B.C. may cope with aging better than most

By Don Cayo, Vancouver Sun

British Columbia has been “almost uniquely successful among Canadian provinces in mitigating the impact of aging on its health care budget,” with annual growth of its health spending down from seven per cent before the recession to five per cent last year, and headed – the government hopes – to three. But this doesn’t mean the mounting costs won’t hurt, says a new province-specific study from the C.D. Howe Institute.

Given middle-of-the-road assumptions for economic and population growth, and for aging and life expectancy, the percentage of B.C.’s GDP that will be needed to maintain our health care system will rise from eight per cent this year to 12.2 per cent in 2035, and to 16 per cent in 2062. And the expected savings on youth-oriented programs like education and family benefits (which are forecast to result from having a smaller proportion of young people) won’t be enough to significantly counter-balance these increases.

Which raises some obvious questions about inter-generational fairness. The big bulge of baby boomers like me will certainly lose a lot of earning power – and thus much of our tax liability – as we age. With the current pay-as-you-go model for health care funding, our children and our children’s children will be left with ever-bigger bills to pay for elders’ care – even as these younger generations come to represent a shrinking percentage of the province’s population.

British Columbians might take some comfort in knowing that, thanks to our reasonably strong growth projections, this province is in a better position than most others.

Indeed, our estimated total of $91,474 per capita for what the Howe study calls “implicit liabilities (for) demographically sensitive programs” is the lowest in Canada. And the proportion of GDP this amount represents – 192 per cent – is bettered only by Saskatchewan, with 131 per cent.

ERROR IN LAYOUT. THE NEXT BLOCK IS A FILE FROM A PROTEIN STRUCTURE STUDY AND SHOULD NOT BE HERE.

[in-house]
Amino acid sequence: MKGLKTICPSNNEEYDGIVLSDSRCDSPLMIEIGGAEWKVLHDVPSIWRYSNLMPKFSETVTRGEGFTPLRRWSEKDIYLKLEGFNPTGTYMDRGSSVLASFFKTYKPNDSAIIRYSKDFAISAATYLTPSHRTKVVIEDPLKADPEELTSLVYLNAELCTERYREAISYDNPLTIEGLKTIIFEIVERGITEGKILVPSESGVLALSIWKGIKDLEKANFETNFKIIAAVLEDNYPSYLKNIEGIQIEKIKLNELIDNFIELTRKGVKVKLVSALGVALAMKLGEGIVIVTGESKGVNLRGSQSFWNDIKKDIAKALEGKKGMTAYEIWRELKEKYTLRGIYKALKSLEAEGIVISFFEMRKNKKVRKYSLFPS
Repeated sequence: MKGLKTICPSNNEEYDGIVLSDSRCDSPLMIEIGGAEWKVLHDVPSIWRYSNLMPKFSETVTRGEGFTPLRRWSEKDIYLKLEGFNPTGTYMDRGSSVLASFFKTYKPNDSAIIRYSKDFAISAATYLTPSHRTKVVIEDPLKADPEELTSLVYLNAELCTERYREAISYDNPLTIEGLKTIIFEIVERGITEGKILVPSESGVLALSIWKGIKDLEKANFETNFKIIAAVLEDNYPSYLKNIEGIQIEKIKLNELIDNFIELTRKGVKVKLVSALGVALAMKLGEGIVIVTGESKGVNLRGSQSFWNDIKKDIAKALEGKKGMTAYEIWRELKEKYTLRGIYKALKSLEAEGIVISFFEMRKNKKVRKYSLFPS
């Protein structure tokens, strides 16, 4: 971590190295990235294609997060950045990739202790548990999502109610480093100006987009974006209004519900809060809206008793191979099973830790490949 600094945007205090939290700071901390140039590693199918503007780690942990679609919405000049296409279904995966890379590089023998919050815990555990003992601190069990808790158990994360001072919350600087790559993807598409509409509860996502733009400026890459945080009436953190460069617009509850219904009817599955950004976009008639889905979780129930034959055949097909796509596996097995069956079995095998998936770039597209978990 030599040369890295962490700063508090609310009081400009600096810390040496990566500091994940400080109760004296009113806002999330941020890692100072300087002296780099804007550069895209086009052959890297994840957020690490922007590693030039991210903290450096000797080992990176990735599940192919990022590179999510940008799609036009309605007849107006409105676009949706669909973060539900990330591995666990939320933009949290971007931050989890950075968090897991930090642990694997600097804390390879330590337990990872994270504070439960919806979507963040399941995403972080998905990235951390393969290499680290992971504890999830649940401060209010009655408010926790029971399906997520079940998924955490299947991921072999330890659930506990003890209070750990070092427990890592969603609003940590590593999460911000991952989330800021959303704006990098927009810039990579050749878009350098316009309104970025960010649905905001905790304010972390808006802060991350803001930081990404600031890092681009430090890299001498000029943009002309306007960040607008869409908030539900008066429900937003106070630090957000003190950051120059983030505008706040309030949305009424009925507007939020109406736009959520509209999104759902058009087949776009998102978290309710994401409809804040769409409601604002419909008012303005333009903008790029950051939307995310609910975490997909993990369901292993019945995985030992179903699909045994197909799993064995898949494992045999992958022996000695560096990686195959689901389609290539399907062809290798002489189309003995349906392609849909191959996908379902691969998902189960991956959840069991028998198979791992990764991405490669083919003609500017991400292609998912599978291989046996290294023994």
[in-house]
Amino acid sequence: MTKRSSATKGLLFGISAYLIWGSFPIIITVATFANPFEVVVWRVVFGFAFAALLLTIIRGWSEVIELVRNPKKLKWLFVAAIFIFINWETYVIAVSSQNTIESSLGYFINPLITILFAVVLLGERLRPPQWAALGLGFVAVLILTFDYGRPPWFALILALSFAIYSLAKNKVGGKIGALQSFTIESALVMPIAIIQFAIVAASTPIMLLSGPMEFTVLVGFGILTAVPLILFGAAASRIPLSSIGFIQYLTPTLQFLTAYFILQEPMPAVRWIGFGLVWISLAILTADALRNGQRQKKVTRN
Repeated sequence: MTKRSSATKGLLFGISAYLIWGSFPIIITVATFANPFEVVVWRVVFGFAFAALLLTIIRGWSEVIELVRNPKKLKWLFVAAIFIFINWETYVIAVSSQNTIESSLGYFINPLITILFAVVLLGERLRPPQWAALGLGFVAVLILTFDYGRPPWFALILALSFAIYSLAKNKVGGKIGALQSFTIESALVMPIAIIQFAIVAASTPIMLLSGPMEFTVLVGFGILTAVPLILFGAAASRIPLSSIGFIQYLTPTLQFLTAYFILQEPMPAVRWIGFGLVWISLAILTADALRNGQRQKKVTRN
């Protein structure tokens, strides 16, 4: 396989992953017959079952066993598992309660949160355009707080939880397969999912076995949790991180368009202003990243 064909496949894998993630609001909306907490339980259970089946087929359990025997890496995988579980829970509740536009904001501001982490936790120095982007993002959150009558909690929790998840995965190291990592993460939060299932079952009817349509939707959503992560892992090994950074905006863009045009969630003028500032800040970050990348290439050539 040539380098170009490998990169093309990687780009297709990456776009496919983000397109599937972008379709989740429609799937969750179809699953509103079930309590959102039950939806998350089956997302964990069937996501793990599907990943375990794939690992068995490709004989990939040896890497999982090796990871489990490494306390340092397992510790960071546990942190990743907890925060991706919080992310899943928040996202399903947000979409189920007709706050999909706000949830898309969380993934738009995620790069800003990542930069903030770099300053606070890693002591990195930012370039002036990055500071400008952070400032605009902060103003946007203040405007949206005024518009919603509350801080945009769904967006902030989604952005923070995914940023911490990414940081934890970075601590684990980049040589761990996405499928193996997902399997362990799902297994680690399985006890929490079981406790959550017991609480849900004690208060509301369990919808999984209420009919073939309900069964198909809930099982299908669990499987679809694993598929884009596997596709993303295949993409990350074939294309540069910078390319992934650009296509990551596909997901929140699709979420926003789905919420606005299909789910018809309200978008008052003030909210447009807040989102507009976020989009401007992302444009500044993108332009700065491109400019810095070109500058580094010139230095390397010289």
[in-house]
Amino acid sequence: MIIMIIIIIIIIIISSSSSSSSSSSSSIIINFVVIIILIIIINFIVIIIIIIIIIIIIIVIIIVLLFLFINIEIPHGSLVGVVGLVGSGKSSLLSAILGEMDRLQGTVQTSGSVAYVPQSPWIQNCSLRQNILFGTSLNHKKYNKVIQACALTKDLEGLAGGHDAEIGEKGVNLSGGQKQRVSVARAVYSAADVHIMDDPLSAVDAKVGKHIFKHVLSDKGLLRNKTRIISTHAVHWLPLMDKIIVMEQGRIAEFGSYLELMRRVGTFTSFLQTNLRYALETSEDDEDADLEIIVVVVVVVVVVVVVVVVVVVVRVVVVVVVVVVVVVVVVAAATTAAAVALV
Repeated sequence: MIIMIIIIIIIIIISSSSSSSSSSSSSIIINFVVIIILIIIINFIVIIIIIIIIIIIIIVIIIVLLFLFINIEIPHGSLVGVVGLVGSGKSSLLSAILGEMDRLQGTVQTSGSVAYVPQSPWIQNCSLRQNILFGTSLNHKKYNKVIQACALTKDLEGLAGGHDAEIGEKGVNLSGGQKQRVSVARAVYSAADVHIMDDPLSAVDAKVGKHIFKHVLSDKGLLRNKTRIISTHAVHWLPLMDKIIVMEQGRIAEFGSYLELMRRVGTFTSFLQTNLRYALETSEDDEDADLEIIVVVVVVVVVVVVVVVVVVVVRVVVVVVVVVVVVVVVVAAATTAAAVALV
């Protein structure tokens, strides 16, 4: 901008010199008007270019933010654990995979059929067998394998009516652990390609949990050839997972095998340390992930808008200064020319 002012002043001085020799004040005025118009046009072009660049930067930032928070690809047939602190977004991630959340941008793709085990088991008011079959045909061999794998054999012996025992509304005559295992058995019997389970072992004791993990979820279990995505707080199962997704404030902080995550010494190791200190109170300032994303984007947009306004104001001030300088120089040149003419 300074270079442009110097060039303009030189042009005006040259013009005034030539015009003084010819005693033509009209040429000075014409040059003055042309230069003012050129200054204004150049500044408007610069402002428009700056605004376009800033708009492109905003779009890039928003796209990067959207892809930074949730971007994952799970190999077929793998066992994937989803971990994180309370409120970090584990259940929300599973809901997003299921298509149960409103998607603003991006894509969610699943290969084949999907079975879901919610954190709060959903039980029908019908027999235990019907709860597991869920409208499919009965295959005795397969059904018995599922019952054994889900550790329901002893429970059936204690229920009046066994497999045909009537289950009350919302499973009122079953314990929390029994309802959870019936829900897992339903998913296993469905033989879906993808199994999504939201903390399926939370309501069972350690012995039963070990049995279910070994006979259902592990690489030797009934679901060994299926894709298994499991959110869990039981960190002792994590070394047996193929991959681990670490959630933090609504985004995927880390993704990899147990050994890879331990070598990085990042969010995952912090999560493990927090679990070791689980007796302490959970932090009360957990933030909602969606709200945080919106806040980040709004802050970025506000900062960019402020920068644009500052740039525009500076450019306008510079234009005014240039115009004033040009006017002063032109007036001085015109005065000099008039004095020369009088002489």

B.C. also leads the pack in limiting the annual growth of per-capita spending on health care with a 20-year average of 1.5 per cent. Our per-capita cost, $3,652 a year, is just a shade higher than Quebec’s, the most frugal province.

Most of the savings in this province seems to be on care for those nearing the end of life. The cost of treating younger people has, in per-capita terms, inched up over the last decade or so. But for seniors it has dropped, and dropped sharply for the oldest age groups. For those aged 90-plus, for example, it is down from about $31,000 in 1998 to about $19,000 today.

The paper says most of these savings on elder care stem from reduced public costs for nursing homes and residential facilities, and a change about a decade ago from age-based to income-based eligibility for B.C. Pharmacare. It doesn’t delve into the impacts of these changes, and many British Columbians will no doubt have their own views on that. But the better-than-they-could-be financial numbers do leave us with a little more wiggle room than other provinces when it comes to figuring out what to do about the substantial challenges ahead.

A finding that surprised me is that B.C. spends less than other provinces on such things as hospitals and drugs, but more on public health measures such as food and drug safety, health inspection and promotion, and community mental health programs.

“Perhaps,” the study speculates, “British Columbia’s generally low health costs per person reflect value from its investments in public health that other provinces can emulate.”

On the other side of the ledger, it spells out a number of efficiency measures – such things as more non-institutional care, and teams of lower-cost professionals to do some of the work of higher-cost physicians – that B.C. could learn from some other provinces.

But the most significant recommendation, in my view, calls for a shift toward some degree of pre-funding – that is, setting aside money today to help meet the inevitably higher costs of care tomorrow.

It doesn’t spell out how much should be set aside, or what the mechanism should be. But done right, it says, it would mean “baby boomers, rather than their inadequately numerous children and grandchildren, pay some of the higher costs that loom.”

Sounds fair to me – and I’m a boomer.